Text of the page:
Retaliation Complaint By UNC Sexual Assault Survivor Sparks Federal Investigation

The University of North Carolina-Chapel Hill is currently facing three investigations by the U.S. Department of Education’s Office for Civil Rights over the school’s handling of sexual assault reports.

The issues at UNC first became apparent when rape victim Landen Gambill (pictured here) was found in violation of the school’s honor code and faced the threat of expulsion. (Charges have since been dismissed.) After reporting UNC to the federal government for mishandling sexual assault cases, Gambill was accused of an honor court violation for exhibiting “disruptive or intimidating behavior” towards her alleged rapist, even though she never released his name. UNC eventually dropped the charges, but only after the case received national attention. The school is now under investigation for retaliating against a sexual assault whistleblower, underreporting sexual assault cases, and failing to adjudicate rape at the school.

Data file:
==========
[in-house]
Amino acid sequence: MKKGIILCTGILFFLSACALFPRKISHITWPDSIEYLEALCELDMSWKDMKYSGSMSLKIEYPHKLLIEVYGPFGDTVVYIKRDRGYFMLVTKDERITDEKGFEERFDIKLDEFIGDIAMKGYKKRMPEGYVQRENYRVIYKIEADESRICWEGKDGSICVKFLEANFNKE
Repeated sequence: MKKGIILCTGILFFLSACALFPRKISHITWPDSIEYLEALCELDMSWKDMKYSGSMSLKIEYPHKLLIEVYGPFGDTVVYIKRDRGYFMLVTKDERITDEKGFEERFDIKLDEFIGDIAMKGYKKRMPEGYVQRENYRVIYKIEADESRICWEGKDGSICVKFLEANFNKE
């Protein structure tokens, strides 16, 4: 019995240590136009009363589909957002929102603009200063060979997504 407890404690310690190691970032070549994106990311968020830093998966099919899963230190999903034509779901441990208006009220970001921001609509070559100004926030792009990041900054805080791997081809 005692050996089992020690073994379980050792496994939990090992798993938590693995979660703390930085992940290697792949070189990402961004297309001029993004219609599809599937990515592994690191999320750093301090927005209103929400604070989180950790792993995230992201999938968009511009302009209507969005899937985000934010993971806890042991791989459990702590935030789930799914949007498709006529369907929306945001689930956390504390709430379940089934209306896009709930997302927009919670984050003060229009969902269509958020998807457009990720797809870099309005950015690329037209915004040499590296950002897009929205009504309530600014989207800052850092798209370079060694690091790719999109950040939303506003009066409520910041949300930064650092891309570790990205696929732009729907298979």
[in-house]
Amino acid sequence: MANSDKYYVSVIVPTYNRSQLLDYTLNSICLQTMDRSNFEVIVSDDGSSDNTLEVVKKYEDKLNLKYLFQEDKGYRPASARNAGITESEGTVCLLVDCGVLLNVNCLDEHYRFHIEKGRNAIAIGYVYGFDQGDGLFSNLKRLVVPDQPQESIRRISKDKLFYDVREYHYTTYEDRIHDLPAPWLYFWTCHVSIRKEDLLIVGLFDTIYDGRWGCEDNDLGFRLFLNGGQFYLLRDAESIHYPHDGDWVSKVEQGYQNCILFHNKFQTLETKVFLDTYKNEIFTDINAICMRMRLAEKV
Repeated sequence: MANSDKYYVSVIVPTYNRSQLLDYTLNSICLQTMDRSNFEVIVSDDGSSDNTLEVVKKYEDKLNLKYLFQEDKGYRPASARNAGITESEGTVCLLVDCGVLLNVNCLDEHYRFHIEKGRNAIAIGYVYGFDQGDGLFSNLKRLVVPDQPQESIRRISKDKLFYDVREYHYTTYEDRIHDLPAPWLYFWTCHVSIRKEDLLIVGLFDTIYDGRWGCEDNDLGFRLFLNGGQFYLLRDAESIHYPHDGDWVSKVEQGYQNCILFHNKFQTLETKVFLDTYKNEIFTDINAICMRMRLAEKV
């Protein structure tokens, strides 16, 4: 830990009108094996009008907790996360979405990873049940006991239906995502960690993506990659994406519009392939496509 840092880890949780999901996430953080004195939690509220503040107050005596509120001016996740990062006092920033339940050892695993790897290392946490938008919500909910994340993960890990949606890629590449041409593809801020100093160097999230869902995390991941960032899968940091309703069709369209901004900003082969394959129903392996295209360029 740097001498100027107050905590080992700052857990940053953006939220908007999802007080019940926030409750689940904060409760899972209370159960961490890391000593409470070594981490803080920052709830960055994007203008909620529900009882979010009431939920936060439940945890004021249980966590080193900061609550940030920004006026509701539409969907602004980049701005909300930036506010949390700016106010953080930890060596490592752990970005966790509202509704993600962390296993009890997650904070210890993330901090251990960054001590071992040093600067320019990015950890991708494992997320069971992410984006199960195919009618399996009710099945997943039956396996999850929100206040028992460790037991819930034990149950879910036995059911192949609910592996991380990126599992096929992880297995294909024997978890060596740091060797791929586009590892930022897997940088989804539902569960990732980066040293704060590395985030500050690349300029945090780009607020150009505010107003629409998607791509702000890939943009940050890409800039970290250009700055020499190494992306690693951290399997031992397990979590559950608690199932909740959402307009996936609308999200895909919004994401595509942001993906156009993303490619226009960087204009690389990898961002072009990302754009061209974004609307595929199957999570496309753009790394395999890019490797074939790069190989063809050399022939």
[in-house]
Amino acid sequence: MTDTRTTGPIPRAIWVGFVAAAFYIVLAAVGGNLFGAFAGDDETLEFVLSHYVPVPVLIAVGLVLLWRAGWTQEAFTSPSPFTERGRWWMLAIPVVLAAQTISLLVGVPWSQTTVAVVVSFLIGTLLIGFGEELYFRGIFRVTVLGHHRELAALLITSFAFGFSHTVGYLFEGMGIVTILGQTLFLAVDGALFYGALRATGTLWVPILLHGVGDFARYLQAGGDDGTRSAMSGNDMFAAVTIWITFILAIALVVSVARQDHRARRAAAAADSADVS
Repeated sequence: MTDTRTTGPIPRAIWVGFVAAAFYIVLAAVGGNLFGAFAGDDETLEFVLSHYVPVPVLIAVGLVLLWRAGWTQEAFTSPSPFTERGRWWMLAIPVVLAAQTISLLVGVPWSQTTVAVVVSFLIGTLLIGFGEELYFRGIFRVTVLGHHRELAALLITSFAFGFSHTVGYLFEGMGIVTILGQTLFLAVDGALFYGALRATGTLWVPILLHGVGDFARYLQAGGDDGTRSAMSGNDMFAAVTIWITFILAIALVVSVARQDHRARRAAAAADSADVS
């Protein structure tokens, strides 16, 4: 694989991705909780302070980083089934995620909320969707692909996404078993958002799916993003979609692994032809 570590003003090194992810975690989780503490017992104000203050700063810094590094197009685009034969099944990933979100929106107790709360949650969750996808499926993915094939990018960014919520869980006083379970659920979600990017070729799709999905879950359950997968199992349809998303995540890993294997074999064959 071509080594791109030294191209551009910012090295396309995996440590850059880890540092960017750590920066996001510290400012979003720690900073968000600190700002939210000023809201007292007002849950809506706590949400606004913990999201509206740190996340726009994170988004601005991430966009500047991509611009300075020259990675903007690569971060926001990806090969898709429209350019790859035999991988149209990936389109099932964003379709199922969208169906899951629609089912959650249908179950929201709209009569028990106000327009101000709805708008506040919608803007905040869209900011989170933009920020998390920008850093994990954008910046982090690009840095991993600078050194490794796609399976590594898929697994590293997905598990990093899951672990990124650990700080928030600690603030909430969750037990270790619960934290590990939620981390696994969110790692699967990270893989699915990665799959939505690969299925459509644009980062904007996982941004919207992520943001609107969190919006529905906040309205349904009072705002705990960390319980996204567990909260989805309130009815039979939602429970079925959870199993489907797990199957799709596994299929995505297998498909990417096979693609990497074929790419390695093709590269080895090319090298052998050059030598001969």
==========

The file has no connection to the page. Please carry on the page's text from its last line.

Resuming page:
Landen Gambill is also not the first survivor to meet hostility after reporting sexual assault. Too many colleges have a bad track record for reporting sexual assaults, usually because they would rather keep rapists on campus than draw negative press to their school . Yale was fined $165K for unreported sex crimes, while a UK college suspended a survivor for engaging in sexual behavior that was “embarrassing” to the school after she reported an alleged rape. Amherst College “strongly encouraged” a rape survivor to leave the school instead of properly reporting the crime.  

It is common for whistleblowers to be blamed or seen as “stirring up trouble.” To try and fight this precedent at colleges, the U.S. Department of Education released a “Dear Colleague” letter to warn schools that it is a civil rights violation to retaliate against anyone who makes allegations against the school.  Although Landen Gambill and survivors like her have been mistreated, hopefully this investigation will be a reminder to other colleges to treat sexual assault victims with the respect they deserve.

[Huffington Post]
[University Herald]
[Huffington Post]
[Huffington Post]

[Photo: Landen Gambill via Huffington Post]